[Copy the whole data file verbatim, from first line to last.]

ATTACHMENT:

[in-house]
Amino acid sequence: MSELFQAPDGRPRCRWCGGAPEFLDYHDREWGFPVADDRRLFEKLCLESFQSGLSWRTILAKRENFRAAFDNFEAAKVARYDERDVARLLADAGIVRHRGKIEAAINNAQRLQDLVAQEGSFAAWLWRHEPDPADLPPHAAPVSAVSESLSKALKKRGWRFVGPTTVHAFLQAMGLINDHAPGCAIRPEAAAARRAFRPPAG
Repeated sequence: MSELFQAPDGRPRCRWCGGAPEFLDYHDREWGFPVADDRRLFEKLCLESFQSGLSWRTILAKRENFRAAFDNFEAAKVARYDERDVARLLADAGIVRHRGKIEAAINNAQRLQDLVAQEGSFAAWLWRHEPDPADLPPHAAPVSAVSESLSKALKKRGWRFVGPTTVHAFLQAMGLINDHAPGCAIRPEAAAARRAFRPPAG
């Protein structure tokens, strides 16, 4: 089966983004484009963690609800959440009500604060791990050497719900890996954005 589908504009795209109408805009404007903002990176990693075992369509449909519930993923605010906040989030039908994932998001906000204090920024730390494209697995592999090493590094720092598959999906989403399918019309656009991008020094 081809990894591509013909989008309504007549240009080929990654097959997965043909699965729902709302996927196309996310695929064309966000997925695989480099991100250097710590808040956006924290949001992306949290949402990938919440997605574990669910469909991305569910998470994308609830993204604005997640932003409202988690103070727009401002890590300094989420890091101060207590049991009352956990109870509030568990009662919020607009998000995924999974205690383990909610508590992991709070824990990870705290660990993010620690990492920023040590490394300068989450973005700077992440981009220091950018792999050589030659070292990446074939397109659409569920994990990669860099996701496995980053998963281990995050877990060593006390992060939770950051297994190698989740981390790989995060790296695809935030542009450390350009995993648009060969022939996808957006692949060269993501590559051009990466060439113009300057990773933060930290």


[in-house]
Amino acid sequence: MSELFQAPDGRPRCRWCGGAPEFLDYHDREWGFPVADDRRLFEKLCLESFQSGLSWRTILAKRENFRAAFDNFEAAKVARYDERDVARLLADAGIVRHRGKIEAAINNAQRLQDLVAQEGSFAAWLWRHEPDPADLPPHAAPVSAVSESLSKALKKRGWRFVGPTTVHAFLQAMGLINDHAPGCAIRPEAAAARRAFRPPAG
Repeated sequence: MSELFQAPDGRPRCRWCGGAPEFLDYHDREWGFPVADDRRLFEKLCLESFQSGLSWRTILAKRENFRAAFDNFEAAKVARYDERDVARLLADAGIVRHRGKIEAAINNAQRLQDLVAQEGSFAAWLWRHEPDPADLPPHAAPVSAVSESLSKALKKRGWRFVGPTTVHAFLQAMGLINDHAPGCAIRPEAAAARRAFRPPAG
């Protein structure tokens, strides 16, 4: 089966983004484009963690609800959440009500604060791990050497719900890996954005 589908504009795209109408805009404007903002990176990693075992369509449909519930993923605010906040989030039908994932998001906000204090920024730390494209697995592999090493590094720092598959999906989403399918019309656009991008020094 081809990894591509013909989008309504007549240009080929990654097959997965043909699965729902709302996927196309996310695929064309966000997925695989480099991100250097710590808040956006924290949001992306949290949402990938919440997605574990669910469909991305569910998470994308609830993204604005997640932003409202988690103070727009401002890590300094989420890091101060207590049991009352956990109870509030568990009662919020607009998000995924999974205690383990909610508590992991709070824990990870705290660990993010620690990492920023040590490394300068989450973005700077992440981009220091950018792999050589030659070292990446074939397109659409569920994990990669860099996701496995980053998963281990995050877990060593006390992060939770950051297994190698989740981390790989995060790296695809935030542009450390350009995993648009060969022939996808957006692949060269993501590559051009990466060439113009300057990773933060930290």